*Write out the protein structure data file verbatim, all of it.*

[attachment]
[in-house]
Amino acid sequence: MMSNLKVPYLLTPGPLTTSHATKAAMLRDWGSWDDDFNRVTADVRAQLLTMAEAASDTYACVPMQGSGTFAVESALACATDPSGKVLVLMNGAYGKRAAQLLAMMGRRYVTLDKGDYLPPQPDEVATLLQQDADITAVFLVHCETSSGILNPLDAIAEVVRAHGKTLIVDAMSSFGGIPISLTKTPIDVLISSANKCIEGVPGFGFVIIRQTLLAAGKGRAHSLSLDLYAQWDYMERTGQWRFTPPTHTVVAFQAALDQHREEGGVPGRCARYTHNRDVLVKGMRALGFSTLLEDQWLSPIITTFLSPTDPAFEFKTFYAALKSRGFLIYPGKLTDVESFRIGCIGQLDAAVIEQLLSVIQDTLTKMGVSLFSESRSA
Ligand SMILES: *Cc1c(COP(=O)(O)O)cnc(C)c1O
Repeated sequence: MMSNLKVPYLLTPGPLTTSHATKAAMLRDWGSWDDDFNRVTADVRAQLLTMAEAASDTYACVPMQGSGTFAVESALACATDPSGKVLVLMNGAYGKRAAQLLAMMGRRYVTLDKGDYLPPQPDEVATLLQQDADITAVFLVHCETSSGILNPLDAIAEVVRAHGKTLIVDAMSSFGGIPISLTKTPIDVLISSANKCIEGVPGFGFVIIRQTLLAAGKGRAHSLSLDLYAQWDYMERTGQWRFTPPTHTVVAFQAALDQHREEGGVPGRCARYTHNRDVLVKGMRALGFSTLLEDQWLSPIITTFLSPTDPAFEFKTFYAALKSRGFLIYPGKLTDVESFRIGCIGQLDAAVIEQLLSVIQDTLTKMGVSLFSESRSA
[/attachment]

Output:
[in-house]
Amino acid sequence: MMSNLKVPYLLTPGPLTTSHATKAAMLRDWGSWDDDFNRVTADVRAQLLTMAEAASDTYACVPMQGSGTFAVESALACATDPSGKVLVLMNGAYGKRAAQLLAMMGRRYVTLDKGDYLPPQPDEVATLLQQDADITAVFLVHCETSSGILNPLDAIAEVVRAHGKTLIVDAMSSFGGIPISLTKTPIDVLISSANKCIEGVPGFGFVIIRQTLLAAGKGRAHSLSLDLYAQWDYMERTGQWRFTPPTHTVVAFQAALDQHREEGGVPGRCARYTHNRDVLVKGMRALGFSTLLEDQWLSPIITTFLSPTDPAFEFKTFYAALKSRGFLIYPGKLTDVESFRIGCIGQLDAAVIEQLLSVIQDTLTKMGVSLFSESRSA
Ligand SMILES: *Cc1c(COP(=O)(O)O)cnc(C)c1O
Repeated sequence: MMSNLKVPYLLTPGPLTTSHATKAAMLRDWGSWDDDFNRVTADVRAQLLTMAEAASDTYACVPMQGSGTFAVESALACATDPSGKVLVLMNGAYGKRAAQLLAMMGRRYVTLDKGDYLPPQPDEVATLLQQDADITAVFLVHCETSSGILNPLDAIAEVVRAHGKTLIVDAMSSFGGIPISLTKTPIDVLISSANKCIEGVPGFGFVIIRQTLLAAGKGRAHSLSLDLYAQWDYMERTGQWRFTPPTHTVVAFQAALDQHREEGGVPGRCARYTHNRDVLVKGMRALGFSTLLEDQWLSPIITTFLSPTDPAFEFKTFYAALKSRGFLIYPGKLTDVESFRIGCIGQLDAAVIEQLLSVIQDTLTKMGVSLFSESRSA